Review: Despite ‘Squid Game’ and ‘Parasite’ stars, ‘Emergency Declaration’ can’t stick its landing
Despite the presence of two of the country’s biggest stars in an airline-disaster thriller, “Emergency Declaration” doesn’t look or feel like a typical Korean blockbuster. It’s shot in a handheld, vérité-inspired style and effectively generates tension. It generally avoids the histrionics that are so often the genre’s baggage in the cinema of most nations — until an emotionally manipulative denouement makes for a rough landing.
Smart, but not movie-hero-style, detective In-ho (Song Kang-ho, the dad in “Parasite”), sees his beloved spouse, Hye-yoon (Woo Mi-hwa), off to Hawaii. Single dad Jae-hyuk (superstar Lee Byung-hun, seen by American audiences most recently as the Front Man in “Squid Game”) takes his young daughter on the same flight. Then there’s handsome, young, uptight Jin-seok (Im Si-wan), who shows up without a ticket, asking to board whatever flight has the most people on it. That can’t be good.
Indeed, Jin-seok has bad intentions that could endanger the lives of everyone on that Hawaii flight, and potentially many, many others as well — it’s a virus-related plot sure to make viewers particularly uncomfortable in this pandemic age (in a movie ironically delayed repeatedly by COVID). Writer-director Han Jae-rim expertly unspools the story’s multiple threads, as In-ho uncovers clues on the ground and Jae-hyuk, also no fighter, discovers the danger in the air. The performances are uniformly solid, especially by the two leads, and the generally low-key cinematic style keeps us in the pocket of the story.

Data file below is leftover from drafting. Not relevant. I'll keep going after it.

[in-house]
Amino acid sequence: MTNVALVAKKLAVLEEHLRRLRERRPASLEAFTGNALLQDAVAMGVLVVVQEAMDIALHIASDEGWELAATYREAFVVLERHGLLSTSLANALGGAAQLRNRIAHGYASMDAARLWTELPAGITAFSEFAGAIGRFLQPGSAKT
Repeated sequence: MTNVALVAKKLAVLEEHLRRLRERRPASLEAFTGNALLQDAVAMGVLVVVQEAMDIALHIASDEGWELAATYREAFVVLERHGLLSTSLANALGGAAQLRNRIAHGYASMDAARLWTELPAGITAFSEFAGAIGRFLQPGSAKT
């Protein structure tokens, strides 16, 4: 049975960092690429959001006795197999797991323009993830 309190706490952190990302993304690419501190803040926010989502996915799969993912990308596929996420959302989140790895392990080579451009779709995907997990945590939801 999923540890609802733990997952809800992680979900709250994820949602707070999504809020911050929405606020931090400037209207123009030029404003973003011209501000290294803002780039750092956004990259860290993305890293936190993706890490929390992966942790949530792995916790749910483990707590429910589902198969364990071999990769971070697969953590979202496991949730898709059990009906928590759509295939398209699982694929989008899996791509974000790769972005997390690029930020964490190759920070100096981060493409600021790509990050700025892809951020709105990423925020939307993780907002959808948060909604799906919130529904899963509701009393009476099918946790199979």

There are a few suspicious coincidences (a certain passenger just happens to be a pilot, etc.) and the film banks hard in its climactic moments toward a contrived-feeling stab at tear-jerking nobility. It’s a shame, because that clumsy conclusion pulls us out of the predicament, defusing much of the tension with its artificiality.
“Emergency Declaration” received a special screening at Cannes last year, and then faced additional COVID-related release delays before finally taking off in Korea this month (it’s already among the year’s top five grossers there). Apart from some not-great CGI, it does have some of the “event” elements that would draw people back to theaters, though it doesn’t stick the landing.
Language: Korean with English subtitles
Rated: Unrated (Some violence, disease-related gore)
Running time: 2 hours, 18 minutes
Playing: At CGV Cinemas LA on Aug. 12
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